SEATED in the reading-room of a club to which he had newly procured admission, Everard Barfoot was glancing over the advertisement columns of a literary paper. His eye fell on an announcement that had a personal interest for him, and at once he went to the writing-table to pen a letter.
'I am back in England, and ought before this to have written to you. I see you have just published a book with an alarming title, "A Treatise on Trilinear Co-ordinates.'* My hearty congratulations on the completion of such a labour; were you not the most disinterested of mortals, I would add a hope that it may somehow benefit you financially. I presume there are people who purchase such works. But of course the main point with you is to have delivered your soul on Trilinear Co-ordinates. Shall I run down to Sheffield to see you, or is there any chance of the holidays bringing you this way? I have found a cheap flat, poorly furnished, in Bayswater; the man who let it me happens to be an engineer, and is absent on Italian railway work for a year or so. My stay in London won't, I think, be for longer than six months, but we must see each other and talk over old times,' &c.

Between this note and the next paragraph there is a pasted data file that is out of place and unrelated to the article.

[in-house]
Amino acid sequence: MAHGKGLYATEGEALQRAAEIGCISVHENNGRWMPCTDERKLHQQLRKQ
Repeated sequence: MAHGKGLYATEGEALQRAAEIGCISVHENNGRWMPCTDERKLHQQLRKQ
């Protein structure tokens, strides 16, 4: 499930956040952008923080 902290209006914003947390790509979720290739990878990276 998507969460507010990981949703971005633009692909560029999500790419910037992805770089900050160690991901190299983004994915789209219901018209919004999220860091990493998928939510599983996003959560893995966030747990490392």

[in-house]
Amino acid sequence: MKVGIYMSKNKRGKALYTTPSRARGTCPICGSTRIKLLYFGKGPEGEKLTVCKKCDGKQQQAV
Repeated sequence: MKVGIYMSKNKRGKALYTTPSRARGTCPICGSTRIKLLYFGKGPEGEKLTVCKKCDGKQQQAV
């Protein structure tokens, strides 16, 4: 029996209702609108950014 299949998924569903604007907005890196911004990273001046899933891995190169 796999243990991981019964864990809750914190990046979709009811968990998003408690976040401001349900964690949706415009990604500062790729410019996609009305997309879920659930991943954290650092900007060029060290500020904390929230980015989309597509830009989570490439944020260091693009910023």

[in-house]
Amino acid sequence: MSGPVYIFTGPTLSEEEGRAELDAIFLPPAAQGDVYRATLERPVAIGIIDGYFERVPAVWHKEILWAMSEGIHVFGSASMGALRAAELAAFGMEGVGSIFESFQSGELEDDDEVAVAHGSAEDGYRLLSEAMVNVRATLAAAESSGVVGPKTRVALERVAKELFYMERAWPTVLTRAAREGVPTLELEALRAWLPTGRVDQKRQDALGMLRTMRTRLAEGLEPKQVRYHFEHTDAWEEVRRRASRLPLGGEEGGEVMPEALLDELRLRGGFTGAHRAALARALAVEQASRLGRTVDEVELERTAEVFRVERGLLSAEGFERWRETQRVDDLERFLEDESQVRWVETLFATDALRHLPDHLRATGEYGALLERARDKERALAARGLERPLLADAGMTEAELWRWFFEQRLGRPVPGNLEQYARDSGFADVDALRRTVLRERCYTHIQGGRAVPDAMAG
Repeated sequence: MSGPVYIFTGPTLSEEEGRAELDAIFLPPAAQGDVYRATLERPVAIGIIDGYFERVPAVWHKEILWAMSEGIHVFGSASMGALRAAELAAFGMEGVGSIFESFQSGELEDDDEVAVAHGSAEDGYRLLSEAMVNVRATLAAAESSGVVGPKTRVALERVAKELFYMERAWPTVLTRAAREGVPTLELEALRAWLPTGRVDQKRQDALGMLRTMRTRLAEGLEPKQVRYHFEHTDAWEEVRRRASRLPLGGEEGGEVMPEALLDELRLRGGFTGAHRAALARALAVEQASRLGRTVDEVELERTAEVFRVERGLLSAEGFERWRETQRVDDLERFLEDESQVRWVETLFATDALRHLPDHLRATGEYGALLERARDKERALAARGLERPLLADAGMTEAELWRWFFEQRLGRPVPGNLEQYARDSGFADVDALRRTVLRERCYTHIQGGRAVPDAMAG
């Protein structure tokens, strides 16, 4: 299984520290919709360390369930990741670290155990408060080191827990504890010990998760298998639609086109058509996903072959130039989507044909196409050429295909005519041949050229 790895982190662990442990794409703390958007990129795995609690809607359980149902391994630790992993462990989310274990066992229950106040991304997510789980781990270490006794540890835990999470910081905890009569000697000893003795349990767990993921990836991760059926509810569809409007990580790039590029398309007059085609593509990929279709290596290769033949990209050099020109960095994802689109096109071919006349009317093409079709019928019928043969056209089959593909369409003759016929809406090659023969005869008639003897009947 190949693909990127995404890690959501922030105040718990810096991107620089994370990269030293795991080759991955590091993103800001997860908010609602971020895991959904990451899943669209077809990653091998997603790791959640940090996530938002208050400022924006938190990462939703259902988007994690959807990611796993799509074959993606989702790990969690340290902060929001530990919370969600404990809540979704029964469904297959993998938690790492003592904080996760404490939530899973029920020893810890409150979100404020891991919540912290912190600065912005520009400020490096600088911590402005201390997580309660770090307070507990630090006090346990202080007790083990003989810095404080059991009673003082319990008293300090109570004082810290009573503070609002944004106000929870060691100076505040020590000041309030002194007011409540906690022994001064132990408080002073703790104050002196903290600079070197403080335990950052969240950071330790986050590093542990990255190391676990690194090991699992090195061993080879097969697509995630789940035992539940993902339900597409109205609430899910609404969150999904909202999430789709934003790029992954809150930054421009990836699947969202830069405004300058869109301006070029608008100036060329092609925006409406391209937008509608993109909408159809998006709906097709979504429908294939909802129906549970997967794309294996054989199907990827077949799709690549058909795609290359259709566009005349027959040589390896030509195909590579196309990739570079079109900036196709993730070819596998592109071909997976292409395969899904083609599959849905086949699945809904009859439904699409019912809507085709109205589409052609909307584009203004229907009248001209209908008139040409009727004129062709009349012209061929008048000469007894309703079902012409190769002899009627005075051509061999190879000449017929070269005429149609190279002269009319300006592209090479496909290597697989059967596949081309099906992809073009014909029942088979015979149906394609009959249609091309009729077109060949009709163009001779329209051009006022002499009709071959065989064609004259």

This he addressed to a school at Sheffield. The answer, directed to the club, reached him in three days.
'My dear Barfoot,
'I also am in London; your letter had been forwarded from the school, which I quitted last Easter. Disinterested or not, I am happy to tell you that I have got a vastly better appointment. Let me know when and where to meet you; or, if you like, come to these lodgings of mine. I don't enter upon duties till end of October, and am at present revelling in mathematical freedom. There's a great deal to tell.
' Thomas Micklethwaite.'
Having no occupation for his morning, Barfoot went at once to the